Now, if you know anything about Politics, you’ll know ‘Practical Idealism’ is what started both World Wars; it’s Absolute Communism, that cons the trusting and ‘dutiful’ excellent, but young minds; the bright young things, into thinking the natural antithesis of Capitalism is Communism; not so! The Labour Party are liars; and all they’ve done is abrogated the good name of Jimmy Reid, and manifested their Marxist Communist policies packaged as something good; same as Bliarism! And this is what Jimmy reid was against! he actually absolved himself of The Labour Party because of these Communist ‘dark-packaging’ processes for Communism.

            • dalai guevara

              Hi allymax bruce – you are arguing way above my grade or levels of comprehension. I have never associated either Germany or any of the other Nordic countries with ‘absolute communism’. This must be my error, I will have to read up on that.

    • HookesLaw

      Have you a brain of your own? If you are so interested why not do some research if your own.
      BTW … the benefit of research is when it is objective.

      • Rhoda Klapp8

        They never make it clear. Always couched in pie-in-the-sky sunlit uplands stuff but never any explicit statement of what the desired end is. Do you know? Help poor old Rhoda out with links. You are a tory, what is the desired end in the eyes of the conservative party? OK, the conservative part of the government? Now the whole coalition? Now Merkel.

        IMHO, every damn one of them only has a plan to get to the weekend without getting found out.

      • NotYouNotSure

        Or perhaps one would could hope journalists would do such things, you know, trying to find out what those rule us believe in.

      • southerner

        “If you are so interested why not do some research if (sic) your own.”

        That’s comical from Mr CCHQ cut and paster.

        By the way, still waiting for your comments on your hero Dave’s third place in the euros last week.

    • Ringstone

      Goodness sakes, what do you want….journalism?

    • Inverted Meniscus

      I think you have just answered your own question Rhoda.

  • swatnan

    Cegg would be a good compromise. Proven credentials. Send him.

    • Rhoda Klapp8

      Cegg? He is diminished by 20% even in Swatnan’s eyes.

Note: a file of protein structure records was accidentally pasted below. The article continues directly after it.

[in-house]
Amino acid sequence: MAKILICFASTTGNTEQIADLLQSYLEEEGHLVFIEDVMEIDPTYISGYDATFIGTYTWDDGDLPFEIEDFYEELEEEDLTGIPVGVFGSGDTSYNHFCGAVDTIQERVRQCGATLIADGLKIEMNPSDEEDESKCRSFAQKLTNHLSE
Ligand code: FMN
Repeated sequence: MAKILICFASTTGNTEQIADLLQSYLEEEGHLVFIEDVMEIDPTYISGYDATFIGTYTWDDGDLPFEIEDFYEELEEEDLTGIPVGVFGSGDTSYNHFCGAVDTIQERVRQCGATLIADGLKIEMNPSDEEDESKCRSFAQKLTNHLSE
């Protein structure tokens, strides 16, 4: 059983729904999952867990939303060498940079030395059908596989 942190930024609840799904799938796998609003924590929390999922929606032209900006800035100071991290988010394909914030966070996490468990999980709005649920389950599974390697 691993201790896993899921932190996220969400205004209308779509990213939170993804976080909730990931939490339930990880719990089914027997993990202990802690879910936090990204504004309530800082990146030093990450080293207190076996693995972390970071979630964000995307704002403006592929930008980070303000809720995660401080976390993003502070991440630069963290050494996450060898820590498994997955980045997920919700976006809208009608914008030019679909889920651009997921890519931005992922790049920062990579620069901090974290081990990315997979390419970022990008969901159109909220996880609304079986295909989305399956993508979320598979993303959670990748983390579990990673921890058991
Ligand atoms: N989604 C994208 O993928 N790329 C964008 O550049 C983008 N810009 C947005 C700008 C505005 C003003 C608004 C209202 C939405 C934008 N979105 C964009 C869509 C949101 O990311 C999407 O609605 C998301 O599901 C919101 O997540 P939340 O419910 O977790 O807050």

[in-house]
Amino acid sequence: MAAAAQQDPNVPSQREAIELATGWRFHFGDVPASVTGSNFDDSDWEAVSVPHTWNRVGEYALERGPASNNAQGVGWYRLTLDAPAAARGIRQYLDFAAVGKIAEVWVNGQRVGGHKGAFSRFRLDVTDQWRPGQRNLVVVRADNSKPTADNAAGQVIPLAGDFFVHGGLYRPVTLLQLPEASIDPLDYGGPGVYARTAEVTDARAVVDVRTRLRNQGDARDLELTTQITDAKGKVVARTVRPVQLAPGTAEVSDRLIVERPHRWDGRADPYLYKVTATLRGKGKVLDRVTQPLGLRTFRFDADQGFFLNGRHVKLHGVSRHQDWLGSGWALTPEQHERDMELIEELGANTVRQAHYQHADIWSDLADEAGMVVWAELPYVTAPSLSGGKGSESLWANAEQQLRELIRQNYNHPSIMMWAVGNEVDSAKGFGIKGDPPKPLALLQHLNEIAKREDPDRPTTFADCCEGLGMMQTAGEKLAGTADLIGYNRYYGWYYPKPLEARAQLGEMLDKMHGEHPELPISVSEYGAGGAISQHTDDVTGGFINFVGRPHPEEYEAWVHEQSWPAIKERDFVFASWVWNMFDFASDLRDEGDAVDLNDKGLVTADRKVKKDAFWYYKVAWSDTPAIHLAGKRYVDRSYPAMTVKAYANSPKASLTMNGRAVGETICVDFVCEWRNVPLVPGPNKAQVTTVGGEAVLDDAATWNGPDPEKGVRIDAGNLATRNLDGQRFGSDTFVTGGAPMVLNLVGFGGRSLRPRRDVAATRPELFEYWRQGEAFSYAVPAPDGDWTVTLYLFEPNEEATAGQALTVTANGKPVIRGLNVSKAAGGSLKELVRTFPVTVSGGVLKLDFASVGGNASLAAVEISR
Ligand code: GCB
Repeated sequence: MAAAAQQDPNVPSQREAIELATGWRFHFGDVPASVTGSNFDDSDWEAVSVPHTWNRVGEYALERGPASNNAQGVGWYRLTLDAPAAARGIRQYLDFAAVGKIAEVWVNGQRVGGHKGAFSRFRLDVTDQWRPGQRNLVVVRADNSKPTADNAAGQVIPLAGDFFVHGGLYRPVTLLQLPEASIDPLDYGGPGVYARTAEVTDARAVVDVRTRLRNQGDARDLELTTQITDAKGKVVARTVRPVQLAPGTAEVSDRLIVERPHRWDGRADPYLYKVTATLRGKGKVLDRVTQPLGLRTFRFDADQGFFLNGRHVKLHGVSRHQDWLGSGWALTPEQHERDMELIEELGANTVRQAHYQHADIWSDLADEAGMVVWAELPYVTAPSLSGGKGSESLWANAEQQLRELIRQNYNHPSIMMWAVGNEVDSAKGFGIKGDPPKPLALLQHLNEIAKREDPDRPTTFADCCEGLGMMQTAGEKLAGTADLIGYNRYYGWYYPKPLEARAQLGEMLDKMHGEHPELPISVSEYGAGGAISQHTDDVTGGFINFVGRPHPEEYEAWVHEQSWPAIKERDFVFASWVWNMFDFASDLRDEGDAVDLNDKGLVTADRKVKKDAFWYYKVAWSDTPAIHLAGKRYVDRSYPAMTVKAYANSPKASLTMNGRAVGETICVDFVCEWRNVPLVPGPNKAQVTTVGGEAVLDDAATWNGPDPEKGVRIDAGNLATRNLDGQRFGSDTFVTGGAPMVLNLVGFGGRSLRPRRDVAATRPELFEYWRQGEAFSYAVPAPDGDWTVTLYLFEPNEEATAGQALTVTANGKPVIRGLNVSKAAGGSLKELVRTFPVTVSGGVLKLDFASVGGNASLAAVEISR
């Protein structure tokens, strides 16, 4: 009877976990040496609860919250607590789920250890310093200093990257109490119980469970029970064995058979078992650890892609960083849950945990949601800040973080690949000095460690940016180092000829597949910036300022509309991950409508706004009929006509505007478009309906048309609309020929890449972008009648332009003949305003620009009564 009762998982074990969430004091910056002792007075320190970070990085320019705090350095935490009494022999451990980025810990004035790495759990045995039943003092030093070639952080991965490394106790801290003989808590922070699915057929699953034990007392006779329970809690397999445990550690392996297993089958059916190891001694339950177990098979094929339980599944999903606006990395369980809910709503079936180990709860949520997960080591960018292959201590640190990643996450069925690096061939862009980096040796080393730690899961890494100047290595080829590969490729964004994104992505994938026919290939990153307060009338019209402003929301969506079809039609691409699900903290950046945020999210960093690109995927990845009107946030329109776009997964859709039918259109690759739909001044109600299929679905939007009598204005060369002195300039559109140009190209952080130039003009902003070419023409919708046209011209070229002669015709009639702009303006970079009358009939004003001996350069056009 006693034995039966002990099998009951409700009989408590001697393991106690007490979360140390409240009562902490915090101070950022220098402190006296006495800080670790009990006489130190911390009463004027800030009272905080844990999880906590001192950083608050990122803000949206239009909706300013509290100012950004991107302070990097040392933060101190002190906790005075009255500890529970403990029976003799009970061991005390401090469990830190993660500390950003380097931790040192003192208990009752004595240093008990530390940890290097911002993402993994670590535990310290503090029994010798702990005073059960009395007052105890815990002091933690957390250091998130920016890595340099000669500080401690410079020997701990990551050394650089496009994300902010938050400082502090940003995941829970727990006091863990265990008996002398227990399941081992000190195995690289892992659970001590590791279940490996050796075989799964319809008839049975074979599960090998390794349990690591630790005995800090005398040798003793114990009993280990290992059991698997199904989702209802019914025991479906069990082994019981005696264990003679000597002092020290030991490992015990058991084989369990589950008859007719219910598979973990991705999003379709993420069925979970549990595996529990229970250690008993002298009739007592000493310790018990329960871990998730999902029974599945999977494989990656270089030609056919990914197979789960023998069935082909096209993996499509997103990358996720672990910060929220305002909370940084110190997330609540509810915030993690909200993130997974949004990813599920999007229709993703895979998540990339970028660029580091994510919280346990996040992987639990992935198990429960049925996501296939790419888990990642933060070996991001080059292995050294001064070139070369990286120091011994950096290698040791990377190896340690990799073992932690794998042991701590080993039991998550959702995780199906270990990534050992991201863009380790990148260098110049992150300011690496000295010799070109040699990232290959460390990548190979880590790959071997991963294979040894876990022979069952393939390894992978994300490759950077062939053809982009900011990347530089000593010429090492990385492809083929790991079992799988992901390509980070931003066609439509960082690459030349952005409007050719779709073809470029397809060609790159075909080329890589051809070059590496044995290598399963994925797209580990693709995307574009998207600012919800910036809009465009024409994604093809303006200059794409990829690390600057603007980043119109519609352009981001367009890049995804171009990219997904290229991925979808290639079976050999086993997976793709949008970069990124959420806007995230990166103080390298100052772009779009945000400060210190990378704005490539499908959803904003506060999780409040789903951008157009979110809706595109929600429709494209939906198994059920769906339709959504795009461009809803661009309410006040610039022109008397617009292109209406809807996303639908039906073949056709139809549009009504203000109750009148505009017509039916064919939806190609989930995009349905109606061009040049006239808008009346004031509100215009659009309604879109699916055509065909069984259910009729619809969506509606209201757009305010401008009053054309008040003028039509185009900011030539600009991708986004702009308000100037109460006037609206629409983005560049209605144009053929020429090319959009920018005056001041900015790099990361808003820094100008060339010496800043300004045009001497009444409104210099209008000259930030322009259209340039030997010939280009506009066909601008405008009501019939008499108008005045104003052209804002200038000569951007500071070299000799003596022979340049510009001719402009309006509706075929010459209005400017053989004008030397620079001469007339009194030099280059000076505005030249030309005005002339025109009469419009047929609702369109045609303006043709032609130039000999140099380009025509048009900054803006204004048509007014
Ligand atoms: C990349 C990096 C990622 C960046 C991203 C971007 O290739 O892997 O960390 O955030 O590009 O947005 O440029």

• swatnan

        Ceg, ‘The Shrinking Man’.

  • Andy

    I fully expect Juncker to get the job. And I fully expect he will be a gift to UKIP and other Eurosceptic parties.

  • monty61

    What gives this nonentity (Luxembourgh has a population smaller than Glasgow city) the right even to be considered? These people’s sense of entitlement is staggering.

    • Frank

      Ha ha look at the population of Malta!!

    • Grey Wolf

      You are about to unearth the secret.

      You are right L’bgh is a non-entity demographically but have you had a look at its banking industry balance sheet? It’s even more staggering. It’s one of the banking havens of the world where globalist wealth is parked from all over the world. EU has deep connections with the globalist bankers and is in effect run by them.

      • allymax bruce

        Grey Wolf; all we need to do is exactly what Jesus did; ‘overturn their money-changing tables’. In other words, don’t ‘deal’ with them. Money that is unproductive, is unprofitable; thus a deteriorating asset.

        • Grey Wolf

          We need to overturn a lot of things aside from the money changing table, mate. Some of us are traditionalists and know the meaning of ”Indo-European”.

      • Inverted Meniscus

        Agreed. Look at GDP per capita etc then you get a feel for why this flea bite on the a**e of Europe has so much influence.

  • misomiso

    Best way to stop him is for Cameron to find an East European Candidate.

    • Grey Wolf

      Better still – a black, Muslim, gay dwarf

  • beenzrgud

    I doubt Juncker will be stopped from dipping his snout in our taxpayer funded trough.

Close
Can't find your Web ID? Click here